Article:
Many American "old-line" manufacturers are enjoying a rebirth, as they bring the latest technology to their assembly lines and eliminate inefficiencies. These U.S.-based companies are combining innovation with roll-up-your-sleeves manufacturing to give foreign competitors a run for their money.
But in this uplifting red-white-and-blue story, don't include Harley-Davidson (HOG) . This motorcycle manufacturer may be an American icon, but its stock is a dog.
Harley-Davidson is scheduled to release first quarter fiscal 2016 earnings before the opening bell on Tuesday, April 19. As will be made clear below, Harley-Davidson is a toxic stock to avoid right now. We'll also debunk the notion among some analysts that the stock is a good value play that faces a brighter 2016. The stock has nowhere to go but down.
Founded in 1903 by William Harley and Arthur Davidson, Harley-Davidson is the largest manufacturer of heavyweight motorcycles in the world. It's also one of the most familiar and beloved brands in the United States, made famous in countless motorcycle movies that romanticize the biker's life on the road.
So why, during an economic rebound that has generated more disposable income for consumers, has Harley-Davidson under-performed U.S. automakers such as General Motors and Ford, as well as the broader markets? Over the past two years, Harley Davidson has declined 20.21% and 28.42% each year, respectively, compared to a decline of only 1.05% and a gain of 9.81% over the same periods for the S&P 500 (SPY) .
Harley-Davidson's litany of woes includes poor customer satisfaction, high manufacturing costs, and brutal competition from overseas companies that are making stylish bikes that cost a lot less. The strong U.S. dollar also is hurting the company, by making its products more expensive overseas.
Further, Harley-Davidson is saddled with a heavily unionized workforce in factories in York, Pennsylvania; Milwaukee (where the company is based); and Kansas City, Mo. To be sure, Harley-Davidson's bikes also are assembled at facilities with lower cost workers in emerging nations such Brazil and India, but the company overall is stuck with stubbornly high overhead compared to foreign competitors.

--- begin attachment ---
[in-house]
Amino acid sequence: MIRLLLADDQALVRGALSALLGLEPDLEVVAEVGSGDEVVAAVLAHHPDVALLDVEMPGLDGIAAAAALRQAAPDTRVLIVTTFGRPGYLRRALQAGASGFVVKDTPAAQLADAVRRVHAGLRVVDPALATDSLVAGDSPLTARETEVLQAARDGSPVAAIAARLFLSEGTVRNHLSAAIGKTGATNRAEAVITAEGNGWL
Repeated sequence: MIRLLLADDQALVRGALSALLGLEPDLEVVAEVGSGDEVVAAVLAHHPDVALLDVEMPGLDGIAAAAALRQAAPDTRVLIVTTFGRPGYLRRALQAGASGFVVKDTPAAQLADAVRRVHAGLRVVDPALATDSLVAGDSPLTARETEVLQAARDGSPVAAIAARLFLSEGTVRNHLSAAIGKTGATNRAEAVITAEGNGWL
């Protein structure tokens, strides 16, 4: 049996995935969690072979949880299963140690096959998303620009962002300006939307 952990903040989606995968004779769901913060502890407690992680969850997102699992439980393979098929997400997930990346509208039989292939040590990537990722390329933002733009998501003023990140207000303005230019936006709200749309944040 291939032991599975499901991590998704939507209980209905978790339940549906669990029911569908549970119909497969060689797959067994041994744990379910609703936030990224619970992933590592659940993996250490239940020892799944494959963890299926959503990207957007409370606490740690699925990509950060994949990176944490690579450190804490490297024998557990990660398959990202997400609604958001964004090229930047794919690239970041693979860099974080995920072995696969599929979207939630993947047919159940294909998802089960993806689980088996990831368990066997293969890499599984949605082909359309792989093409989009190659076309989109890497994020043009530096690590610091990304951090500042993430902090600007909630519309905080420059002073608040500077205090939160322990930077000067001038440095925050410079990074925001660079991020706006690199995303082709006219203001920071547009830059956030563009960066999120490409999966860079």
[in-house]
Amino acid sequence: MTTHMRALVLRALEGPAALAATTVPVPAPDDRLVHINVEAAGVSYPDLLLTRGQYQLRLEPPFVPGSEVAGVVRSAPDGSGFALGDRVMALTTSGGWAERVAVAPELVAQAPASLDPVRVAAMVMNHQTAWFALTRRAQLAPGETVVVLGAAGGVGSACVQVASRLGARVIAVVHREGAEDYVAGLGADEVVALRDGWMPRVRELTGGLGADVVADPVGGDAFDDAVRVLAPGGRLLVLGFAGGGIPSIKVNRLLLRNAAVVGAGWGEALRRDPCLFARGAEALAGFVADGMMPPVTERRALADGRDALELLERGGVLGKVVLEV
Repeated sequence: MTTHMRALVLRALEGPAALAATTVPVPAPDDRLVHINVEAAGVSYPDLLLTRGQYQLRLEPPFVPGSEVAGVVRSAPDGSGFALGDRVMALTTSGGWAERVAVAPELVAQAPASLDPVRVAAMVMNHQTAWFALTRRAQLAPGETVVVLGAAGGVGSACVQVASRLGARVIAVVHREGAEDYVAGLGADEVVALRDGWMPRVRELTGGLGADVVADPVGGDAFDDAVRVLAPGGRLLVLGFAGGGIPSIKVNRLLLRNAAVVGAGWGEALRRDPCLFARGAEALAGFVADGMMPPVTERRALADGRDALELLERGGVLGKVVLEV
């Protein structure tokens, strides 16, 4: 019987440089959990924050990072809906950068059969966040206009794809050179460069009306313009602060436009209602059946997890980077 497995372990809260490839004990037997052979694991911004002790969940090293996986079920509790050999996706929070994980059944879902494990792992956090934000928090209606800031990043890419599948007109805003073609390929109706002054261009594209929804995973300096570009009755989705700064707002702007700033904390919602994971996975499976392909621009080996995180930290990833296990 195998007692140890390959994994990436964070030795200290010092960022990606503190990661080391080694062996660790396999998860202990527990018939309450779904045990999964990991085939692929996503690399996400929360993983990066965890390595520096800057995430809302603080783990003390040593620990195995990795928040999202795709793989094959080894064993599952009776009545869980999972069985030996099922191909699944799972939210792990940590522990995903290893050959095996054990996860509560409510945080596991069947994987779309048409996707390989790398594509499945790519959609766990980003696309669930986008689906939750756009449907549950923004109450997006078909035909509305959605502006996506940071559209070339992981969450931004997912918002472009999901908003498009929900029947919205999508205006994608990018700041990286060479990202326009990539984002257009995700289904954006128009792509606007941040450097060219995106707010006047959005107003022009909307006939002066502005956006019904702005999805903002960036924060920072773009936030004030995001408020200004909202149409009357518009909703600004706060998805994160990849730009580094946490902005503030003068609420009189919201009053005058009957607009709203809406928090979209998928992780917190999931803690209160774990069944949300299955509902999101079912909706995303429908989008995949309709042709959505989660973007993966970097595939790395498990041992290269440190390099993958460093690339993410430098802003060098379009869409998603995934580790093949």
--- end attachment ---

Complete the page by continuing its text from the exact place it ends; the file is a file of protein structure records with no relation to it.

Harley also consistently rates among the least reliable in consumer surveys, behind motorcycles made by competitors Honda, Yamaha and BMW.
No wonder, then, that Harley Davidson's operating results have been on a downward trajectory.
For the fourth quarter of fiscal 2015, Harley-Davidson posted earnings-per-share (EPS) of 22 cents, down from the 35 cents that it reported in the same quarter a year ago. The company reported revenue of $1.18 billion in the fourth quarter, down from the $1.20 billion in revenue in the same year-ago quarter.
Full-year 2015, EPS fell 4.9% to $3.69 compared to EPS of $3.88 in 2014. Revenue in 2015 came in at $5.66 billion, down from $6.23 billion in 2014.
When Harley-Davidson reports earnings on April 19, the consensus EPS forecast for the quarter is $1.29, roughly flat compared to EPS reported in the same year-ago quarter.
Harley-Davidson's operating results seem especially shaky in the context of rising consumer spending and confidence. If the company can't prosper during the continuing boom in vehicle buying, it would badly falter if the economy slowed down. On most stock-picking metrics, the company gets a failing grade and ranks as one of the worst places for your money.
Notably, Harley-Davidson's debt-to-equity of 374% is extremely high compared to 117.6% for its industry of recreational vehicle manufacturing. The company's EPS growth rate for the past six months (-84.72%) doesn't exceed that of the S&P 500 (-4.23%).
Ignore the overly optimistic arguments that this stock is worth holding. If you own Harley Davidson, dump it now, ahead of its next earnings report.
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